PLC Hacking

This work, and slightly edited blog post, is from a new Project Basecamp researcher that prefers to remain behind the scenes. We welcome any researchers to join the Basecamp team.

One of the most interesting “products” in Project Basecamp was CoDeSys, because this runtime library is used literally by hundreds of vendors. In fact, most users probably don’t even know that their PLC is running CoDeSys libraries. The CoDeSys password mechanism was found to only be effective if you used their GUI. Of course an attacker could easily access the PLC directly via the command line or ftp with no password required. The vendor (3S) claimed:

In general, we do not offer any standard tools in CODESYS which are to protect the controller from a serious cyber attack. Should the offered password functionality suggest such a protection, this was definitely not our intention.

This is proving to be true for the protection of 3S and their OEM customers’ intellectual property.

When a vendor is using CoDeSys as his IEC61131-3 runtime, there is not a lot of room to distinguish your product from all the others using CoDeSys too. However, one way is vendor specific libraries. These are essentially CoDeSys programs with specific functions or function blocks, but with the file extension .lib. Those libraries can be imported into any normal user program.

Say a user wants to have his PLC program get a configuration file from an FTP server. The vendor may provide a library with an FTP_Client function block that can be imported and just used instead of the user having to write all the tedious socket handling.

Now as a vendor, these libraries are essentially intellectual property and should be protected as such. CoDeSys with it’s software history has loads of options to do this:


Now “encrypted internal library” sounds like what we want. Unfortunately, to import an encrypted library, you have to provide the encryption key and thus essentially provide the decryption to customers. So the way to go (and most vendors, including 3S themsel ves, choose this path) is to use an internal library and protect it with a project password:


When a password is entered there, the saved library will still be importable with the library manager, but when you try to open it directly with CoDeSys, a password prompt is shown:


When the library is copied to another computer, the prompt still shows when trying to open it and the password is still checked correctly, so that means the password has to be inside the .lib file.

Once you take a look at a file comparison of a password protected .lib and a clean one, it’s almost immediately clear, how the “encryption” works:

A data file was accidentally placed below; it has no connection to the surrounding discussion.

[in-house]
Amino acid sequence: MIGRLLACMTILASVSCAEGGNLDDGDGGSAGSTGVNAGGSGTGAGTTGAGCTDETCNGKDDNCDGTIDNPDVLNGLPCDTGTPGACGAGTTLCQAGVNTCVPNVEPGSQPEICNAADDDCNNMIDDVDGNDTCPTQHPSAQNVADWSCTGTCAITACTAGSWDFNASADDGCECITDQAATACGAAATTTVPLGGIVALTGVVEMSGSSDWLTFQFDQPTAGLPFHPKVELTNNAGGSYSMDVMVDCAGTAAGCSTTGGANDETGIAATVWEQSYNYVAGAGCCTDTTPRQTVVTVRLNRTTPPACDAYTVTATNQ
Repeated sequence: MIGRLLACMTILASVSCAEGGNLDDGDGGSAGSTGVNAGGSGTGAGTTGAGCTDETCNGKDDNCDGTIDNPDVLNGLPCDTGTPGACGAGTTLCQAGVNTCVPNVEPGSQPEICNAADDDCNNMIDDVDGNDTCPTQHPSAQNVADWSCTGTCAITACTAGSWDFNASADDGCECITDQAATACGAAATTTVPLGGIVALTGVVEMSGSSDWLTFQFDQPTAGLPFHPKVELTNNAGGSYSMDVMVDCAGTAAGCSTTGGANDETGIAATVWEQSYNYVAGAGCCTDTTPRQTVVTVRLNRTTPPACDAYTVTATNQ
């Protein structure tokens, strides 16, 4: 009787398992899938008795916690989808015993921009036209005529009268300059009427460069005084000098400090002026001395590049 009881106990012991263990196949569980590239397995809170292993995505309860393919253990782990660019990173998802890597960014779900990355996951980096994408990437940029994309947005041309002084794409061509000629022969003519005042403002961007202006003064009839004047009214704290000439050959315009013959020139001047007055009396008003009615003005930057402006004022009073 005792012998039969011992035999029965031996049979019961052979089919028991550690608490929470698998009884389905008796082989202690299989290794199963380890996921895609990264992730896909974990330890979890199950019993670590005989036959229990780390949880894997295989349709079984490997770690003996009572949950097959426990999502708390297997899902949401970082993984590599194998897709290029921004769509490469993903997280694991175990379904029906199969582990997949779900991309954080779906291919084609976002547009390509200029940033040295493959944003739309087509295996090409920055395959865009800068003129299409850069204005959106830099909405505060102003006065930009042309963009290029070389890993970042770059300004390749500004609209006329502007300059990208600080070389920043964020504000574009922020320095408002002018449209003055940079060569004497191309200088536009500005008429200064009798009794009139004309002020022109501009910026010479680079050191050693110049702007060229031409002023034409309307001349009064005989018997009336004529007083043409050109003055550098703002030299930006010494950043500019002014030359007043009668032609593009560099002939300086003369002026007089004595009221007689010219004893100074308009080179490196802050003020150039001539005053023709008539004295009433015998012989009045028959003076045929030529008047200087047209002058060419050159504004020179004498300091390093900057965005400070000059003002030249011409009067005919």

Small side note here: this knowledge is apparently not new. When searching the web for things like “codesys library decrypt” you will find that users in Russian PLC forums already have the knowledge to “unPassword” codesys libraries. There even is some Chinese allround software that can find the passwords for libraries and generate keys for Beckhoff’s TwinCAT software.


So just by looking at the password protected version of the library, I saw the algorithm to “decrypt” it, threw together a python script to do it and did an extensive internet search for publicly downloadable codesys libraries once the script worked. Downloaded all of them and let my python script run against all of them.

I found 489 unique codesys libraries as public downloads on the Internet. 323 (66%) of those libraries were not protected at all. So either the content was not supposed to be protected from view by the customer or the vendor did not know how to do it. This left 166 (34%) of all libraries I found to be protected by a password, so those vendors did care about their intellectual property.

Of the 166 passwords I found:

  • 31 were unique
  • 22 chars was the longest
  • 3 chars the shortest
  • 19.77% is the average password strength (measured by

The passwords themselves are not that creative with “HELLO” being the bottom of the pit. I can just imagine the snickering developers, when entering their library password “rc3sexpert”. But the funniest one was when the library literally talked to me, with “youthief” as its password.

So what does all this mean?

Well, once again vendors trusted 3S in providing them with a safe and sound product and were betrayed. Now all that precious intellectual property hiding inside the “protected” libraries is basically public knowledge.

This time around, they will also not be able to claim that the password was never intended as a protection mechanism as they did last time.

This excuse will not work since they used the mechanism for their own IP in the CANopen Stack libraries, “protected” by the password “STACK3S”.

What now?

Well, this was all done using the old version of CoDeSys (V2.3.x), not the V3. But I’m not sure the library protection is any better with the new version. So go ask 3S for better protection of your intellectual proptery in upcoming versions. Also, it is always wise to really check the integrity of a third-party mechanism that you will trust your IP with…

And finally, there are quite some vendors I could not obtain all/any libraries from. e.g. Beckhoff has an army of libraries as extension for TwinCAT from “Building Automation” to “Communication” to “Motion”. All of those are downloadable but require a license key (and I did not intend to use the chinese software to get one). You can still try one of the following passwords or just find out how the encraption works by yourself.

Password List:

  • 103
  • 463
  • 583
  • 589
  • 6020
  • 613613
  • 91513967
  • Enercon
  • H2OLA
  • L-force
  • MDP211PLC
  • MOELLER6020
  • PDMA1
  • PLA1
  • PRO502
  • PRO503
  • RALF
  • rc3sexpert
  • schneetiger11
  • youthief

Image by Mike Rohde